Several times in the past few months, I’ve passed what looked like a tiny, curbside library. I’d heard about these little libraries somewhere, but it was just a vague idea, tucked away in my brain. I had never actually seen one and assumed they were ‘somewhere else.’ Do you know that place too?
Well guess what? We have one right here in our neighborhood. I’m hooked! I finally took the time to stop the car to show my sister, then went back later with my husband, a couple of books and my camera. It was so much fun!
Here is what I’ve since learned about the movement:
It started as a simple tribute to his mother, a teacher and bibliophile. Todd Bol put up a miniature version of a one-room schoolhouse on a post outside his home in this western Wisconsin city, filled it with books and invited his neighbors to borrow them.
They loved it, and began dropping by so often that his lawn became a gathering spot. Then a friend in Madison put out some similar boxes and got the same reaction. More home-crafted libraries began popping up around Wisconsin’s capital.
Three years later, the whimsical boxes are a global sensation. They number in the thousands and have spread to at least 36 countries, in a testimonial to the power of a good idea, the simple allure of a book and the wildfire of the internet. You can read more at the Source: Open Salon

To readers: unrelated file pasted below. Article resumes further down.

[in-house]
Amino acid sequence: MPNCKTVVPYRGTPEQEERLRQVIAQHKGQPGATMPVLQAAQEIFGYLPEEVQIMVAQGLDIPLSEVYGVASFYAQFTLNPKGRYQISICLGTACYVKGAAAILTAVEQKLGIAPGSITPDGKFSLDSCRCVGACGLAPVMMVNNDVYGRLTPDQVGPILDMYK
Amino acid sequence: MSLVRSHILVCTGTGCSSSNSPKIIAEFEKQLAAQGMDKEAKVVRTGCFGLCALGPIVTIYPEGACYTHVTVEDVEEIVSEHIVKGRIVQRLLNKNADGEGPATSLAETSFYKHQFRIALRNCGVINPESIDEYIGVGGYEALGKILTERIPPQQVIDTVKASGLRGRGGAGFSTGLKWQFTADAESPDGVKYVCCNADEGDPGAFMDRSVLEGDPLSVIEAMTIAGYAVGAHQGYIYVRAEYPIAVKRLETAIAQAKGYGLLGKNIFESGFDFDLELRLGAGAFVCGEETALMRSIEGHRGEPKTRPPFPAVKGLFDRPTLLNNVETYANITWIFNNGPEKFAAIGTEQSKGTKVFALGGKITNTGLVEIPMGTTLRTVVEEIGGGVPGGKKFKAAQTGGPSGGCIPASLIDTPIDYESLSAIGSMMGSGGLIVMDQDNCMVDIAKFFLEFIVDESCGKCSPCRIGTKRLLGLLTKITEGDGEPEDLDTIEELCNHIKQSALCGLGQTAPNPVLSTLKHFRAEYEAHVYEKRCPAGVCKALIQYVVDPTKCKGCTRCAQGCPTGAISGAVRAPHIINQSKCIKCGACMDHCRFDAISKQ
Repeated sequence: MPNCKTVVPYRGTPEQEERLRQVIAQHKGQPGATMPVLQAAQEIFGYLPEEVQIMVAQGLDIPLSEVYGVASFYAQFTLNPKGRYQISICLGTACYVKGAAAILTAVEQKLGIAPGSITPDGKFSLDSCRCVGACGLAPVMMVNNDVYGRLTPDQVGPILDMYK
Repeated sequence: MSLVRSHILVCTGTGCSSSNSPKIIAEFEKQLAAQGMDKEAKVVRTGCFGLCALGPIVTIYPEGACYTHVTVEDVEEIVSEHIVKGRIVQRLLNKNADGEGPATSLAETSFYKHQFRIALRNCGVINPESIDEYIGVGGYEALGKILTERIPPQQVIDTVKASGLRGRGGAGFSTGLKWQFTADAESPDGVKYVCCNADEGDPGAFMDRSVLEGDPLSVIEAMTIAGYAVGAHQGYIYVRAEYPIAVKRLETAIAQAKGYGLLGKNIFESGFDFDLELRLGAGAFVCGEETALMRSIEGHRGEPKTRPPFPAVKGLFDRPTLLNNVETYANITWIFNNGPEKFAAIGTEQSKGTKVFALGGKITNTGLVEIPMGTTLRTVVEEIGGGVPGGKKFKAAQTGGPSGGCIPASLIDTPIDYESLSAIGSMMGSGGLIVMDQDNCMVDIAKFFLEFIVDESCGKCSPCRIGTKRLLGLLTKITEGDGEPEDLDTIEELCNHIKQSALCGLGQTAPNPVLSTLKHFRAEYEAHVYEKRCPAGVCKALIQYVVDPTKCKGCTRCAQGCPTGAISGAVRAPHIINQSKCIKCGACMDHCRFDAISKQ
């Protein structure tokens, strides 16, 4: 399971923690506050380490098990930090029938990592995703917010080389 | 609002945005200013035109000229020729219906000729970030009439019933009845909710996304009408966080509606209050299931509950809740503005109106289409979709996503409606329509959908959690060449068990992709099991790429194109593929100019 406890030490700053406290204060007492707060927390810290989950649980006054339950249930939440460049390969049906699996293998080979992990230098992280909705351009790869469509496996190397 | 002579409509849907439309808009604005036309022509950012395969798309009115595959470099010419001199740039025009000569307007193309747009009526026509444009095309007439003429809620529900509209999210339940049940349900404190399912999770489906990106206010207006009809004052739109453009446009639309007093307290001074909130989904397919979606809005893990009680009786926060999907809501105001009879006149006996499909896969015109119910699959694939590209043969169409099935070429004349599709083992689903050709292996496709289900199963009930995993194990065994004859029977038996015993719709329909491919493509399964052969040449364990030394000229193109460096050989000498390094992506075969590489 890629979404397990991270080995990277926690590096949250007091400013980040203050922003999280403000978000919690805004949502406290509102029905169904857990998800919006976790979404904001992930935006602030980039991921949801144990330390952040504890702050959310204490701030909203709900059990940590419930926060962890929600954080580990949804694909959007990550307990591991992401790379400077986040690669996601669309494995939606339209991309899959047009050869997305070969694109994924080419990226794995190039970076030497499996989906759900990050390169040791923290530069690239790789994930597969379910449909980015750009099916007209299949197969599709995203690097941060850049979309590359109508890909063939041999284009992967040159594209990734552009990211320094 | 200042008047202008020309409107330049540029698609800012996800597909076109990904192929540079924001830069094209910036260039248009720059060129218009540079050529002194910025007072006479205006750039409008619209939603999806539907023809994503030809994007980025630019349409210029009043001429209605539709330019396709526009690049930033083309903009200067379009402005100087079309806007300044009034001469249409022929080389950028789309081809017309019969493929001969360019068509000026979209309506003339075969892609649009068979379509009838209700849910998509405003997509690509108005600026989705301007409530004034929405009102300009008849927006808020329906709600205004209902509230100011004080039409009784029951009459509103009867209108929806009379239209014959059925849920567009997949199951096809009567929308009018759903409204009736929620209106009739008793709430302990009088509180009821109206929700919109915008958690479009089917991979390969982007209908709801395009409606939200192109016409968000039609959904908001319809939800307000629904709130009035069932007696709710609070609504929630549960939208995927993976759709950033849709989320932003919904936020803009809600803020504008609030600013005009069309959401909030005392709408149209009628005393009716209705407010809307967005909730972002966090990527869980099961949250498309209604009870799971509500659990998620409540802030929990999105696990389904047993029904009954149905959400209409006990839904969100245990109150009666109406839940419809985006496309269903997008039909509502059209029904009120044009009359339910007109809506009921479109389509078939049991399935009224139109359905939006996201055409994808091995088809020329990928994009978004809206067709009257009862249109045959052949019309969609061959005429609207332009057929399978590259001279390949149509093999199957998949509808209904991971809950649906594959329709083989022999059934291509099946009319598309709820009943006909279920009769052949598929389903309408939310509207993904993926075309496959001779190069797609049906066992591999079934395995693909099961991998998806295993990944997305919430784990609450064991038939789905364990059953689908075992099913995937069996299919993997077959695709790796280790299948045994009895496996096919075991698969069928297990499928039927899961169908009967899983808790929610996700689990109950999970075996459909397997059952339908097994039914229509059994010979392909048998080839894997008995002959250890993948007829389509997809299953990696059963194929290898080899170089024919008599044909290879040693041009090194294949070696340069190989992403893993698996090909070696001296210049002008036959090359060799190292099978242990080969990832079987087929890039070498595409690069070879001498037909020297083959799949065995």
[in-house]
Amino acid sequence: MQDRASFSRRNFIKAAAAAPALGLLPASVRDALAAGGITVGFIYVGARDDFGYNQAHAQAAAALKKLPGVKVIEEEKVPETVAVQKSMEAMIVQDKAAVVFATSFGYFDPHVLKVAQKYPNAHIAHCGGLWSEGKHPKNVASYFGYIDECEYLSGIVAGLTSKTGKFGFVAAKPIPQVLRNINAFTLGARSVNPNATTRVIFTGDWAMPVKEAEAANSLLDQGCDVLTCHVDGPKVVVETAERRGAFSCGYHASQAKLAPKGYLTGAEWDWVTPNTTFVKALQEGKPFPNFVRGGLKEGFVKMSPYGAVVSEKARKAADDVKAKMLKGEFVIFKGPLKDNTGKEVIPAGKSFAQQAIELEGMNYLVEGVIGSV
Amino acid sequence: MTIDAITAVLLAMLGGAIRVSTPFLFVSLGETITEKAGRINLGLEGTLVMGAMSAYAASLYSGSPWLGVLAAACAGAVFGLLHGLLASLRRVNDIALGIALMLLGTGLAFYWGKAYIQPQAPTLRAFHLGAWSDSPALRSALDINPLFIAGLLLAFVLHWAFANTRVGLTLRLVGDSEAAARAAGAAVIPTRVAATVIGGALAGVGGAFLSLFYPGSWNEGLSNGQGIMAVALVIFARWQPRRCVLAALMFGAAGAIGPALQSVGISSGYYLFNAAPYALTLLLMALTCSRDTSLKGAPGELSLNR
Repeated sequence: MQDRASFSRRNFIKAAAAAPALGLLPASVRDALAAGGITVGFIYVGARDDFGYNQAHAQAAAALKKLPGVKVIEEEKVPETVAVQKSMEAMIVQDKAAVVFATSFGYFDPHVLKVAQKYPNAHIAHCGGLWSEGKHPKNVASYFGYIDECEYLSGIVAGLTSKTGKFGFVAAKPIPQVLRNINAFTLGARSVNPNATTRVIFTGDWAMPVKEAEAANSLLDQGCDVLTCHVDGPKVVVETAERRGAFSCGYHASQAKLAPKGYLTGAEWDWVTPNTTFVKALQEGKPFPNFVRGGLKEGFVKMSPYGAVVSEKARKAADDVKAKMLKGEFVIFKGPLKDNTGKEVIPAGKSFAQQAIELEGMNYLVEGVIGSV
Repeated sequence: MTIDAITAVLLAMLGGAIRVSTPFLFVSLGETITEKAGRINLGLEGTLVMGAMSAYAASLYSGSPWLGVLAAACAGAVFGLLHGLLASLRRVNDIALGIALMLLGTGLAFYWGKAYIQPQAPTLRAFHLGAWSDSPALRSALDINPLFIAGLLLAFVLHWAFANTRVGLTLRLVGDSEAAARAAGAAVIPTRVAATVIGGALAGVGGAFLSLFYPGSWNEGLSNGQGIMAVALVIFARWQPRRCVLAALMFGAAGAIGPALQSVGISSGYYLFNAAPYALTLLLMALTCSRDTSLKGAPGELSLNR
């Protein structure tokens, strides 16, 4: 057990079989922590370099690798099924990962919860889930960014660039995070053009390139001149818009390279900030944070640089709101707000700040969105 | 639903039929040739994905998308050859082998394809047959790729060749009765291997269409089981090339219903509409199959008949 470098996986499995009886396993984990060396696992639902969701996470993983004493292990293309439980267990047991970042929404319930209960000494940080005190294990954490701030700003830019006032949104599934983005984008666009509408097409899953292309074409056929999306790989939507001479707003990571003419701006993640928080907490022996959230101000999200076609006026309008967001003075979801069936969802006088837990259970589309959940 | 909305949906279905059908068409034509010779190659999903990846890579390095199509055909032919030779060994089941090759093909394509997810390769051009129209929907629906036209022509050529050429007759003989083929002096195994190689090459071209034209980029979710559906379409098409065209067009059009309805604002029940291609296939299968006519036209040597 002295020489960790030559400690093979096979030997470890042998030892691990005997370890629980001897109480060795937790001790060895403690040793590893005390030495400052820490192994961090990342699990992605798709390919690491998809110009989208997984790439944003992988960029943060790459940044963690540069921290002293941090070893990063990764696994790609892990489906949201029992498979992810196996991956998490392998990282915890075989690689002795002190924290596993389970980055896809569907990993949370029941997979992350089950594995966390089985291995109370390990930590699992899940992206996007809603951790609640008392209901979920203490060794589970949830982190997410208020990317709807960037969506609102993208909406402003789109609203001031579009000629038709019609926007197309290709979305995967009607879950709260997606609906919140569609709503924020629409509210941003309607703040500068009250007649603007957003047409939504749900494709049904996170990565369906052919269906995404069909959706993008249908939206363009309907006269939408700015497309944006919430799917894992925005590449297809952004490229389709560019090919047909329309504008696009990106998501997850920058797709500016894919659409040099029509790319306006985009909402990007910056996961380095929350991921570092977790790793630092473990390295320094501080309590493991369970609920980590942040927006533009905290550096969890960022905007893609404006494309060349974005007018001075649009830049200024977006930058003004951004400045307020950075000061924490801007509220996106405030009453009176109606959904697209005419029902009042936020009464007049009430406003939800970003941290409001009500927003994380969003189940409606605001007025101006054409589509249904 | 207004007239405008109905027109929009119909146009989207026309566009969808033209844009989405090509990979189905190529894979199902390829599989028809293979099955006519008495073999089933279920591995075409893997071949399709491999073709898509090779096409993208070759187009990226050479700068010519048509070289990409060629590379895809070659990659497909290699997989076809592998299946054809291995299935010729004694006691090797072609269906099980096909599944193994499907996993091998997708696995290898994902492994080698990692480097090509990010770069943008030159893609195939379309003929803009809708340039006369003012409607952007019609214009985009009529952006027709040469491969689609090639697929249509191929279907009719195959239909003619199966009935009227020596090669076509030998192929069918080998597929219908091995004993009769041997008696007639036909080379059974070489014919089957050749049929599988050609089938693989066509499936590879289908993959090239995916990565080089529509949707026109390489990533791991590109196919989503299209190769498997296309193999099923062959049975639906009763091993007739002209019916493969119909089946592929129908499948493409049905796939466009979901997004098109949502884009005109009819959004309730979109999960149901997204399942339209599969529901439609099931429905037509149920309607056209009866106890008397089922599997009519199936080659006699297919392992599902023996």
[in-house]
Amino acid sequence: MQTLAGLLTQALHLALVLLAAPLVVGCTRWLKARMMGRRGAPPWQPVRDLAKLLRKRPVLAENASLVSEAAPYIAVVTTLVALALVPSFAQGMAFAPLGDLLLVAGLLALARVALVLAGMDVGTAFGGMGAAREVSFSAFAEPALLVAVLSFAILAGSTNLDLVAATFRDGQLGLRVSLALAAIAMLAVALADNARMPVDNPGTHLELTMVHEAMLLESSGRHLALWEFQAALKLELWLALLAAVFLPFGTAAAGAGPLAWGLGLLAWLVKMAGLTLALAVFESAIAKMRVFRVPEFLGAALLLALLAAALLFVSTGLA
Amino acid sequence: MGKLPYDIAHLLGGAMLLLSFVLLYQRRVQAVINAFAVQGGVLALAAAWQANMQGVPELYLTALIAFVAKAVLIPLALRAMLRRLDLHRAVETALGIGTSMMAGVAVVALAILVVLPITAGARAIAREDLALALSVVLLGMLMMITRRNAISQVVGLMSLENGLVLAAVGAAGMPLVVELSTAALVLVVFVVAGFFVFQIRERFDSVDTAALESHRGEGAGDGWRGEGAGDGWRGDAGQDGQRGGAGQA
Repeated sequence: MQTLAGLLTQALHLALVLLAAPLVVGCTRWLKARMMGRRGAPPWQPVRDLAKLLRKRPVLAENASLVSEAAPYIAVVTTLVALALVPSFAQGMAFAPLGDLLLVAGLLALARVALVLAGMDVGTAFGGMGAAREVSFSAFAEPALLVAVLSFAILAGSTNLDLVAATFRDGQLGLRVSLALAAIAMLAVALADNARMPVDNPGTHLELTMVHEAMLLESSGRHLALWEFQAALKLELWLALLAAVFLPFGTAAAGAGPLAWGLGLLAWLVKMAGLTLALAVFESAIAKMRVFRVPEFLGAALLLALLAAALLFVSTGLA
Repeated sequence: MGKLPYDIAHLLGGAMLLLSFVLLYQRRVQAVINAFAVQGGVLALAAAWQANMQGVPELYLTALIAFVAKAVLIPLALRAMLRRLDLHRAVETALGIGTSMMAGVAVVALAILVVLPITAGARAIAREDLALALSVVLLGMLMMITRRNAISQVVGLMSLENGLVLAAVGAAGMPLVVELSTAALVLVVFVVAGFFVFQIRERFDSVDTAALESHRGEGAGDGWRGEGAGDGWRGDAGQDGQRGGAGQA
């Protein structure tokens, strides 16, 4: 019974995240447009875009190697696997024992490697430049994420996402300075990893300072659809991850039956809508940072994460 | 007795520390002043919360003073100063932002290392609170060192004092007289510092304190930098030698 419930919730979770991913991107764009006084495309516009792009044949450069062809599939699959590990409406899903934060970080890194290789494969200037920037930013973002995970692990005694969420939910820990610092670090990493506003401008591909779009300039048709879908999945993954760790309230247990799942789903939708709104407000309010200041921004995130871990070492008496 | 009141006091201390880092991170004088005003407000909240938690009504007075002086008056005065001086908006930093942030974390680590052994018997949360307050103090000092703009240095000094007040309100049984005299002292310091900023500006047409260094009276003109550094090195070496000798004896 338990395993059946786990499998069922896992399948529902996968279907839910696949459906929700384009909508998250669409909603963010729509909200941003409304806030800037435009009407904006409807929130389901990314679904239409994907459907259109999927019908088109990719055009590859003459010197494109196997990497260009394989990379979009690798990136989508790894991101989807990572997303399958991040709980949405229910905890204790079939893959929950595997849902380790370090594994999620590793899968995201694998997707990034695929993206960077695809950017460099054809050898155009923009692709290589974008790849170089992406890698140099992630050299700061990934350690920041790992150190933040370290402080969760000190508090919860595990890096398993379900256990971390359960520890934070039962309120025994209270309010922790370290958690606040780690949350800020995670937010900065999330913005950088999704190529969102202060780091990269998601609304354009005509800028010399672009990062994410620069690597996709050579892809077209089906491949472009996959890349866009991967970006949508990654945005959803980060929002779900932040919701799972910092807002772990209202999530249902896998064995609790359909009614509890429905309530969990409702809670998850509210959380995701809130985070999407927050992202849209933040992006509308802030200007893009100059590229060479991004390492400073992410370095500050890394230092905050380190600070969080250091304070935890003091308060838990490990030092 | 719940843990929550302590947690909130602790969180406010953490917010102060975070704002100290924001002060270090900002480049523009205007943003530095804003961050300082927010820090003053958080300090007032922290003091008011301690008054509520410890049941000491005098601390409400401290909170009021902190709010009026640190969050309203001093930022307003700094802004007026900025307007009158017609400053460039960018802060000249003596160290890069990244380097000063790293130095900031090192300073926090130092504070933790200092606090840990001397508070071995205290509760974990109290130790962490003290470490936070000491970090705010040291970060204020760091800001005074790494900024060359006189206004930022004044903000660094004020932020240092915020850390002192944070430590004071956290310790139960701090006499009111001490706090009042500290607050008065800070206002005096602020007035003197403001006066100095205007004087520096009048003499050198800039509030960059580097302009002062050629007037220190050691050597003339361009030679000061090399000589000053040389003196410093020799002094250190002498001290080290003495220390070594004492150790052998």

The charming Little Free Library pictured above is in Campbell, California. We’re so smitten that we plan to build one of our own. I started pinning ideas on Pinterest over the weekend. The designs are as varied as books, all delightfully unique and inviting.
The idea of a Little Free Library appeals to my love of gardens, books and community. I plan to involve my boys in some way, either helping their dad build it or coming up with an initial book offering. I can’t wait to get going.
Have you heard of the Little Free Library movement? Do you have one in your neighborhood?
Check out some of these beautiful library designs on Pinterest and let me know your favorite. I bet you can guess mine. As it turns out, they have their own page, too (thanks Betsy!)